Turkey Drives Down 219

November 26, 2014 |

“You don’t see people raising turkeys now. When I grew up, everyone had turkeys,” recalls Layuna Rapp, who grew up on a family Dairy Farm outside of Frankford, W.Va.

This photo is dated 1900 in Lewisburg. The turkeys were probably being driven down the road from a farm in Greenbrier or Monroe County to be sold at the stockyards or to be shipped by train from Ronceverte. Layuna Rapp remembers the turkey drives down US 219:

“They’d clip the wings of the turkeys so they couldn’t fly away. And then they could just drive them on the road, and they’d take them down, put them on a train. Cause they didn’t have any trucks to truck them out of here. Some drove them to Ronceverte. We had a train station in Renick. It would take your animals to Hinton or to Ronceverte. We had a stockyard in Ronceverte. It took all day to go 30 miles, with cows, because you had to stop every little bit and let them rest. Turkeys the same way. People on their farms were trying to get their turkeys down to the railroad station. And they had to let the turkeys eat and play along the road awhile, so they wouldn’t get too tired getting to the train.”

Before it came time to drive the turkeys to town each fall, on the farm it was Layuna’s job to follow the turkeys like a secret agent  and discover where the birds made their hidden nests. “It was an ordeal because, when you let them out, they did not want to stay in the building to lay their eggs. They wanted to go off somewhere, and you had to watch them. And that’s the job I had. I hated it. Mother made me do it. ‘Turn those turkeys out and you watch them to see where they go to make their nest.'”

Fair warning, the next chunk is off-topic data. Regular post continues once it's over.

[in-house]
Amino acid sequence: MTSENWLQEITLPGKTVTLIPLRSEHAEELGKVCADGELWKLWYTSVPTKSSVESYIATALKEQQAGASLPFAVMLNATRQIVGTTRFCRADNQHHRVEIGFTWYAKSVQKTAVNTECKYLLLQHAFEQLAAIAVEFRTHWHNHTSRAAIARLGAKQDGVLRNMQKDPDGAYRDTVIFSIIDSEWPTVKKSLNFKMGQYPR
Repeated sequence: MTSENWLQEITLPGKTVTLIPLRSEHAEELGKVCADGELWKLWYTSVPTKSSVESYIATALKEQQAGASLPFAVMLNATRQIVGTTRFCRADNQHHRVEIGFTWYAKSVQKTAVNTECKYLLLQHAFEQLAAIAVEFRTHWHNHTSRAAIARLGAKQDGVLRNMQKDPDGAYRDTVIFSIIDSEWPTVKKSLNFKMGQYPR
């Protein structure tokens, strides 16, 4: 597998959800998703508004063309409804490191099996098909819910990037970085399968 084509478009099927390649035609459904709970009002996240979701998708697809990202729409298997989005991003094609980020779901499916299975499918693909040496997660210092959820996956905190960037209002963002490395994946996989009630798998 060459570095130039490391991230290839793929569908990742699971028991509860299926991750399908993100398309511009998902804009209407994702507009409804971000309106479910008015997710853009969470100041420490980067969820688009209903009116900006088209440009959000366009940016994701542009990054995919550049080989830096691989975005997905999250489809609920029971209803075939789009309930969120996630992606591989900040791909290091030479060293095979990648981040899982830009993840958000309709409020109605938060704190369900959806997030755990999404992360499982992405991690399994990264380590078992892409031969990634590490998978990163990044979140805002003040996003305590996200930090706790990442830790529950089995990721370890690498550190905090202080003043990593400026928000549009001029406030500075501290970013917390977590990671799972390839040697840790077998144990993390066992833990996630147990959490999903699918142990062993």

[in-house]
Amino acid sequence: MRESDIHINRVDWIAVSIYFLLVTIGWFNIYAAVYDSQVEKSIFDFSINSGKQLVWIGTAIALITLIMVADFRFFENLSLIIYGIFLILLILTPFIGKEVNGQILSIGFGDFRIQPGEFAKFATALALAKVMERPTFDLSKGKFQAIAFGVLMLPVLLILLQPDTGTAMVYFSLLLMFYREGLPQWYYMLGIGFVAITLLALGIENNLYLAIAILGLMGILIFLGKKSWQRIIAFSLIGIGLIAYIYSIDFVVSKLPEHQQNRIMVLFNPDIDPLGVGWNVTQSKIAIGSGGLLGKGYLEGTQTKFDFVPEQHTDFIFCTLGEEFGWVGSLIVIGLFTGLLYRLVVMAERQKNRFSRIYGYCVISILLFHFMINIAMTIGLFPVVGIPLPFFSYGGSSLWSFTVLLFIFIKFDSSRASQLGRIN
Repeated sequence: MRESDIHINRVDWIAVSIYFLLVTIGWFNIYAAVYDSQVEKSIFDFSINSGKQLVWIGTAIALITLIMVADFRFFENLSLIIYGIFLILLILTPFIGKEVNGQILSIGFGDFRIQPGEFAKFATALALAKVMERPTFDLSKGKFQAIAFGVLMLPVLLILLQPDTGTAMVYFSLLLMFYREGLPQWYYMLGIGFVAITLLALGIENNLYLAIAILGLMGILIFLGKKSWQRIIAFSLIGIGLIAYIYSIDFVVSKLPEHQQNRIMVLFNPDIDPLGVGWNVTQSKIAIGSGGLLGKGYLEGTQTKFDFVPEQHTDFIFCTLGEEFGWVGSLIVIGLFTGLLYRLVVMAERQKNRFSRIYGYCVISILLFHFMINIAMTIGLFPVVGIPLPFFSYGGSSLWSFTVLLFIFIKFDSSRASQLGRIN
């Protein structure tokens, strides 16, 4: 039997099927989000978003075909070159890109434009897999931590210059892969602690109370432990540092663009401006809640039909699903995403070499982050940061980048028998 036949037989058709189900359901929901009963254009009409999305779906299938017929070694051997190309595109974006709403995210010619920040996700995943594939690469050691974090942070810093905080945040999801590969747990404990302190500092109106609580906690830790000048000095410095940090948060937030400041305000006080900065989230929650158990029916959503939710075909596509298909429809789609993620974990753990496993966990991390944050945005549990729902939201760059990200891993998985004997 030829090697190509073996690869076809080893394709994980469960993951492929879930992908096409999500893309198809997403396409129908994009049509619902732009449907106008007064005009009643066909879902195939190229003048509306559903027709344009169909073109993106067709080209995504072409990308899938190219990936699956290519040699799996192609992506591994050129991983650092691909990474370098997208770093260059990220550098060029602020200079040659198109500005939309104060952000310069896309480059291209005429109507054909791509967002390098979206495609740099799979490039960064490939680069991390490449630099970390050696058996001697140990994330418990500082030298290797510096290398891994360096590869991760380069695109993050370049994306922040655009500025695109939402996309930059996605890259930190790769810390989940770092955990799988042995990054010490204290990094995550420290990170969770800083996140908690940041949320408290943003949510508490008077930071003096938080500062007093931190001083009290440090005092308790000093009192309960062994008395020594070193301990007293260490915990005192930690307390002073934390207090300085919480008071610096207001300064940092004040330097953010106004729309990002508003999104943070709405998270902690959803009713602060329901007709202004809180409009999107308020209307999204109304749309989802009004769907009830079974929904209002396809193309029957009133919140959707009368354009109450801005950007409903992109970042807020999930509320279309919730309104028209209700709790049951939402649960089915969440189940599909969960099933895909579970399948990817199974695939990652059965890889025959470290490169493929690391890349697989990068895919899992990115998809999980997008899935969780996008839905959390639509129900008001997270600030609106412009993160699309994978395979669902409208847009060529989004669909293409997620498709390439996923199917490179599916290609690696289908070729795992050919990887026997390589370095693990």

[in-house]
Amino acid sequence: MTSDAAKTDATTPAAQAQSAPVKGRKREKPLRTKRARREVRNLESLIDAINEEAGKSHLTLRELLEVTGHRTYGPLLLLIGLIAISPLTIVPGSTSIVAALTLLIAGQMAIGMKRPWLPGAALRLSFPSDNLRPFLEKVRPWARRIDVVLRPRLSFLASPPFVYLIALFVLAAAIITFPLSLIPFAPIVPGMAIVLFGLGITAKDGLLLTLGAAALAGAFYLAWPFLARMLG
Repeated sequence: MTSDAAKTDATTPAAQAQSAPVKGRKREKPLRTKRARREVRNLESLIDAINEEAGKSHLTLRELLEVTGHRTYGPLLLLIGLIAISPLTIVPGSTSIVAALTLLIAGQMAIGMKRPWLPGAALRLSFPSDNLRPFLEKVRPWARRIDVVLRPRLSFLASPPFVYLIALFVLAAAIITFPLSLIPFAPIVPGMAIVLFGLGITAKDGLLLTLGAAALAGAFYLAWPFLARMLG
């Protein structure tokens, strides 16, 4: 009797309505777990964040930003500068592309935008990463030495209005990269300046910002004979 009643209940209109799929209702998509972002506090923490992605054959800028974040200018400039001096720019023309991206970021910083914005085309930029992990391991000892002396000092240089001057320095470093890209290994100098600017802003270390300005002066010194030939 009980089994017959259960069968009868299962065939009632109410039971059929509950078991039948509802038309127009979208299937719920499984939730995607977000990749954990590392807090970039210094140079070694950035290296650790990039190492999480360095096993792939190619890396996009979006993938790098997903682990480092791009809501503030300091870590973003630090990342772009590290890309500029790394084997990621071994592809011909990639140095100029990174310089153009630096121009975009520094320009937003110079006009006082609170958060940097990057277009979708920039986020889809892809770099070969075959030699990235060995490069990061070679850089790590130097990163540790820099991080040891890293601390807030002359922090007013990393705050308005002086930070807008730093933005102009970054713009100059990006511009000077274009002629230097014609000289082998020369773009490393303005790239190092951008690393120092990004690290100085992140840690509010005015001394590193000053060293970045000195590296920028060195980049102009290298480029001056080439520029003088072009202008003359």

Hazel's parents with their turkeys, Pickaway, W.Va. Courtesy of Hazel Shrader.

Hazel’s parents with their turkeys, Pickaway, W.Va. Courtesy of Hazel Shrader.

Hazel Shrader, who grew up on her family farm in Pickaway, W.Va, about 12 miles south of Ronceverte, also remembers the yearly turkey drives. During the Great Depression, Hazel’s mother, Minnie Burwell Shrader, used all the money she made selling the turkeys to pay for Hazel’s college education. “I always said I went to college on turkeys because that’s where they got the money to send me.”

Both Layuna and Hazel sat down at their dining room tables to tell us these stories. Happy Thanksgiving to them, and to you! A special thanks to those with a special love for the communities and history along 219, and the memories that we tell around the dining room table.


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Category: Blog, Lewisburg to Rich Creek, Marlinton to Lewisburg

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